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Monday, August 8, 2011

Got A Flat?

Earlier today (August 8, 2011), I proposed via Twitter that to balance the budget and get spending under control, we should look at an option where for every $1 in tax increases, there should be a simultaneous cut in spending of $4.

Then I did a little research…

Not so many years ago, Canada was in dire financial straights, and their credit was in the toilet. The Canadians took just such an approach, but a little more aggressive.

For every dollar they increased taxes, fees, and other revenue sources, they cut seven dollars in spending.

That is even better. Someone care to do the math for me to see how fast we could reduce the debt to zero?

More importantly, this nonsense of a “fair and balanced” approach being to increase taxes on any one group is far from fair, balanced, or even workable. Tax increases must be across the board.

In fact, a flat tax is the way to go. Everyone pays the exact same percentage of their income no matter what. No deductions, no adjustments, no nothing. Also, the source of the income doesn’t matter. No exemptions for alimony, child support, retirement, Social Security, and all the rest. No lower limit on income below which you get a free ride. No upper limit on income above which you have a million loopholes. Finally, all individual taxpayers would be subject to this structure, and for the purposes of tax law, all businesses of any form would be considered “individuals” under the tax codes. Foreign businesses selling products in the US would be subject to a national sales tax. See later in this blog.

Caveat: Self-funded retirement accounts would be an exception. See later in this blog.

Just to pick a number, and I have no clue how close this would be to the actual number needed, let’s say the Flat Tax Rate (FTR) is set to 15%.

If you make $50,000 in income this year, you would pay $7,500 in taxes. End of story.

If Bill Gates makes $5,000,000,000 in income this year, he would pay $750,000,000 in taxes. End of story.

If Billy-Bob makes $400 in income this year, he would pay $60 in taxes. End of story.

I would bet dollars to doughnuts that for the vast majority of people, their tax rate would go down, while the Treasury would collect far more money.

Additional savings would come from the fact that the IRS is now redundant and could be fully eliminated. Your tax form just became a post card.

Again, I have no clue and no motivation to look up what the budget of the IRS is, but I will again bet that it isn’t peanuts. I also suspect the number would probably depress the hell out of me.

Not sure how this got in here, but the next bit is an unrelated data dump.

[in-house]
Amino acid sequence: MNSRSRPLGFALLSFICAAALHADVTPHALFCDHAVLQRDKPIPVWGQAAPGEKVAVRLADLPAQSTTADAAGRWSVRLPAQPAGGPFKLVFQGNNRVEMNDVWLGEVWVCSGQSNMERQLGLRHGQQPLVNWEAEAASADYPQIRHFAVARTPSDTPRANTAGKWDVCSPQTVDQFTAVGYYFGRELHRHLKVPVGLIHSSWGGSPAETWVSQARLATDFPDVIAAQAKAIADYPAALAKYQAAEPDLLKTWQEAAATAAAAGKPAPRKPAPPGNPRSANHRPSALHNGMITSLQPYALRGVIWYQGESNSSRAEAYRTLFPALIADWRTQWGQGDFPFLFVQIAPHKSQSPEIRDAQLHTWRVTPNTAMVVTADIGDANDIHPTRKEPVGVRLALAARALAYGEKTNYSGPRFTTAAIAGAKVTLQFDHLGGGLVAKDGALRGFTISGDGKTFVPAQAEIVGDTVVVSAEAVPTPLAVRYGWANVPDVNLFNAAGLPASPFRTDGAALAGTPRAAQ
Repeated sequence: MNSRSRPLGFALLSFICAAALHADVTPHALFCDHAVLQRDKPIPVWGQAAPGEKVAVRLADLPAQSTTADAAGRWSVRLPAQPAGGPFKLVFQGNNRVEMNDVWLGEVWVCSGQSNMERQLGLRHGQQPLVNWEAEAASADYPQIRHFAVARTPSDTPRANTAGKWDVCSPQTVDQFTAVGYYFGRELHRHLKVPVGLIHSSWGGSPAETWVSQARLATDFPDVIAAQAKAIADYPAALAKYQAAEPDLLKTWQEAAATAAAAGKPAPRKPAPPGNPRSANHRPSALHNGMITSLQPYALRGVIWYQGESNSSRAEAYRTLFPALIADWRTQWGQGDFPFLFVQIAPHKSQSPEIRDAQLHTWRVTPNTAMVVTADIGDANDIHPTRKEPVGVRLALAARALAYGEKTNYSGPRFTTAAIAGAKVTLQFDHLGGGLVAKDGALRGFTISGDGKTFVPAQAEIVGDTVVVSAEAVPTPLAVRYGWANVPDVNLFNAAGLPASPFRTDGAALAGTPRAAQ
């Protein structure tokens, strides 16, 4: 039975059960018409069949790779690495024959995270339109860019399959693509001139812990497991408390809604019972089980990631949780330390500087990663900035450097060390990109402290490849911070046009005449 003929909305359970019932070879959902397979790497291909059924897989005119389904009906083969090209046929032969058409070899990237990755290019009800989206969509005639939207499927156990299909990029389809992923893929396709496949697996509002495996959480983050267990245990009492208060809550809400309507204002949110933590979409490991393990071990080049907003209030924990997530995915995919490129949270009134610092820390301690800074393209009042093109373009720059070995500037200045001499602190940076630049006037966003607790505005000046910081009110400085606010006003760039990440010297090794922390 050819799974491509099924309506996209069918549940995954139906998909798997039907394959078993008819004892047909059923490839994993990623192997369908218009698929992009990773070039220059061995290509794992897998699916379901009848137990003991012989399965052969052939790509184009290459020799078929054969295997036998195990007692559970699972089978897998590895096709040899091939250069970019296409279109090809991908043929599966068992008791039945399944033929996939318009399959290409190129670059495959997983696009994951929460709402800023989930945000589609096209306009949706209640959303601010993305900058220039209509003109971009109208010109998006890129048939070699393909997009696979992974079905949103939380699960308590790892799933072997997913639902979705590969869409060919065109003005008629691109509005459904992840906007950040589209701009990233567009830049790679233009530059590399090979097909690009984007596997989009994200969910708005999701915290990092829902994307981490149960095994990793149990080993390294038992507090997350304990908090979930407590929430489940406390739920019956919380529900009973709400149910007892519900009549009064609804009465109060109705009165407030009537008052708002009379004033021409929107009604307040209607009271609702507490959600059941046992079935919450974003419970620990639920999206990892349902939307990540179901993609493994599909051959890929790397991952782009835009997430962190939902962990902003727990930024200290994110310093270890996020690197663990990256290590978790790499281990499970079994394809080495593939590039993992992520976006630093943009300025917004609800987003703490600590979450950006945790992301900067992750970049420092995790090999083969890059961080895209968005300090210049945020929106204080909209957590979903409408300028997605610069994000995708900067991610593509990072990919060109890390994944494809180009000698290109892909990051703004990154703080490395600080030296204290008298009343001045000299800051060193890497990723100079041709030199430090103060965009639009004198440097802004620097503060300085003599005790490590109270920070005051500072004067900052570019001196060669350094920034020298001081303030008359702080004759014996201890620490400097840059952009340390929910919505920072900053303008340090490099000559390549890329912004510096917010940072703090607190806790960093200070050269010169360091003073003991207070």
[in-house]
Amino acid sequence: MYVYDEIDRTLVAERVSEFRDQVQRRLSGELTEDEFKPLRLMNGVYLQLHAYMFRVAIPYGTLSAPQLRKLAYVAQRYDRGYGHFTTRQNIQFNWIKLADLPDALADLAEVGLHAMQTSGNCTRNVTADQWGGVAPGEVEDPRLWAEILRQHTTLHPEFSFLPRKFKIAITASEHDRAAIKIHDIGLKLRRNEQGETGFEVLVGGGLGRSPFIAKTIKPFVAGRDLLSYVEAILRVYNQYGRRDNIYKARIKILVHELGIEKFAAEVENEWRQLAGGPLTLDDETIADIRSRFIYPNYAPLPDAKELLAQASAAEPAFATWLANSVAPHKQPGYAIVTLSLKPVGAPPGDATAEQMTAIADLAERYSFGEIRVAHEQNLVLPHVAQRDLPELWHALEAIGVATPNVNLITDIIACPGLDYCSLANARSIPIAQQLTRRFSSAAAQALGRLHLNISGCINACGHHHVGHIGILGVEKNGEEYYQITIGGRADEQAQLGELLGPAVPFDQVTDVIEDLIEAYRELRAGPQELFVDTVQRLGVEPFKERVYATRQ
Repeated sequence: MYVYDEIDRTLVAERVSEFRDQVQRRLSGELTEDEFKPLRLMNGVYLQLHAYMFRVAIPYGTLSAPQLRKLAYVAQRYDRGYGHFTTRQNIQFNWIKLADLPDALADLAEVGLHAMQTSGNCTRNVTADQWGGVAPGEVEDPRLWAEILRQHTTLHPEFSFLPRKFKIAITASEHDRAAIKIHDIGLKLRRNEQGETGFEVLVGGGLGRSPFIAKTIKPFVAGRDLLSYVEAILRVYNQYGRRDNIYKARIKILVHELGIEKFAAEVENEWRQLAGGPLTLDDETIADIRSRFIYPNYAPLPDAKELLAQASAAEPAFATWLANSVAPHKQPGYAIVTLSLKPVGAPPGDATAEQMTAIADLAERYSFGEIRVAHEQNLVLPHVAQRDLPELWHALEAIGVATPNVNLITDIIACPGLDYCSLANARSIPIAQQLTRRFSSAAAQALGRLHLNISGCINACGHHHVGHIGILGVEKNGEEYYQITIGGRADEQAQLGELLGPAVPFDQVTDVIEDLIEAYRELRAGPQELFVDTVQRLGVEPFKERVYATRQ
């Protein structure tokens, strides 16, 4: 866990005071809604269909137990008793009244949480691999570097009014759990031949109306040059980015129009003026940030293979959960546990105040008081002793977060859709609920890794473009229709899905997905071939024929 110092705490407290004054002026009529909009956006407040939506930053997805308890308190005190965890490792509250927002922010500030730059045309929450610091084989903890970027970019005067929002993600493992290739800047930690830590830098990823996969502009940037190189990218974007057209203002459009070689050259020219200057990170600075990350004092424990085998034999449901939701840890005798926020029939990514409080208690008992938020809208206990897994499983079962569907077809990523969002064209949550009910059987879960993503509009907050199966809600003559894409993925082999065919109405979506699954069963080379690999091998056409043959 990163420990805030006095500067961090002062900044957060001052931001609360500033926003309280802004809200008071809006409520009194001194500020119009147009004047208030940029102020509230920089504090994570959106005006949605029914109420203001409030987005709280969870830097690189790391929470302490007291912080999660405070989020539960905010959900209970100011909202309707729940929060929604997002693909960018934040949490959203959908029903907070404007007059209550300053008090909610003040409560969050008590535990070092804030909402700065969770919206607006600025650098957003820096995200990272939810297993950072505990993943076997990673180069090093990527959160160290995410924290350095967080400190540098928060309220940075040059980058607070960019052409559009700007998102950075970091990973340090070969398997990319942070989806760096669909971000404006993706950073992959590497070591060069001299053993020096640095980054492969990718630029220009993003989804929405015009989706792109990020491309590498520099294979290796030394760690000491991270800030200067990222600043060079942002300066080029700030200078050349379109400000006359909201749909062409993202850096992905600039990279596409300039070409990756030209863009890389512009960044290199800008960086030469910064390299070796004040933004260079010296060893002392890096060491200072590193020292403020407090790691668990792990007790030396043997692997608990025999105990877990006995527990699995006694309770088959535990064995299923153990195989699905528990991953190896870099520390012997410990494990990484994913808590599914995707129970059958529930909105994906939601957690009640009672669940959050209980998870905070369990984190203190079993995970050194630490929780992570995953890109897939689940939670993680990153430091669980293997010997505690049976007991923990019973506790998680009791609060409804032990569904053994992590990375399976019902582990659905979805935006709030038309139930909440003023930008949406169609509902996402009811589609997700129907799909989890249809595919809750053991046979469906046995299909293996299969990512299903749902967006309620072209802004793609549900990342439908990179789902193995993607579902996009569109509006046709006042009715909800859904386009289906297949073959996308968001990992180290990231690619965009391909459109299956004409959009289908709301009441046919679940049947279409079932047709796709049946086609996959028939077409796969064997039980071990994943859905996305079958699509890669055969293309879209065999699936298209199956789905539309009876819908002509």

This needs to be coupled to a National Sales Tax. (NST)

Every item that is sold is subject to the NST. Again, there are no exceptions, exemptions, or other loopholes. If you buy it, you pay the NST on it.

Now, there may need to be two different NST rates: One for end-user sales, and another for items to be resold. That’s a detail for the economists to work out. Personally, I see no problem with a single NST that applies anytime an item is sold.

Also, the NST would apply to EVERYTHING, including items sold to government agencies, non-profits, and services provided.

Now, on to my vision of a few of the details…

I would see the NST as being fairly low, maybe as low as 1%, but probably around 2% is more realistic. I suspect that the FTR would be about 10% or so. Again, these numbers have NO basis in any calculations. They are 100% pure gut feeling.

Let’s assume a person making $60,000 a year and putting $12,000 a year into a retirement account. They would have the choice of paying taxes on the retirement account funding now or when they draw it out at or after retirement age. Let’s assume they elect to pay now.

Their taxable income is $60,000. Their tax due would be $6,000. This leaves them $54,000 in their pockets for mortgage payments, food, utilities, clothes, gas, and all the rest, but remember that everything they buy, including their mortgage, is subject to the NST.

Let’s assume that their monthly expenses, before the NST, come to $4,000 a month. At 2%, the NST would be $80. This puts another $960 a year into the Treasury.

So, for one taxpayer as above the total income would be $6,960 a year. That comes to a tax burden of 11.6%.

For someone making ten times the amount above, just multiply everything by 10 except the tax burden. It would stay the same.

Once our taxpayer reaches retirement age and starts to draw from their retirement account, since they paid taxes on that money when they deposited it, no new tax is due except on the interest earned. That is another detail that the accountants can work out.

Now that is fair and balanced.

I would love to see someone who has the time and expertise in accounting work out some numbers for the FTR and NST that would give the Treasury the same income as they have now. Then see what happens when we trash the IRS and the related maze of agencies that are involved.

I think it’s pretty clear that the income of the US Treasury could be increased while reducing the tax rate for 90% or more of Americans.

Couple this increase in revenue with a 1:7 reduction in spending, and we’re out of the hole in a matter of a few years.

More importantly, our kids and grandkids are out of the hole, too.

Keep Loving!

Melodee Aaron, Erotica Romance Author
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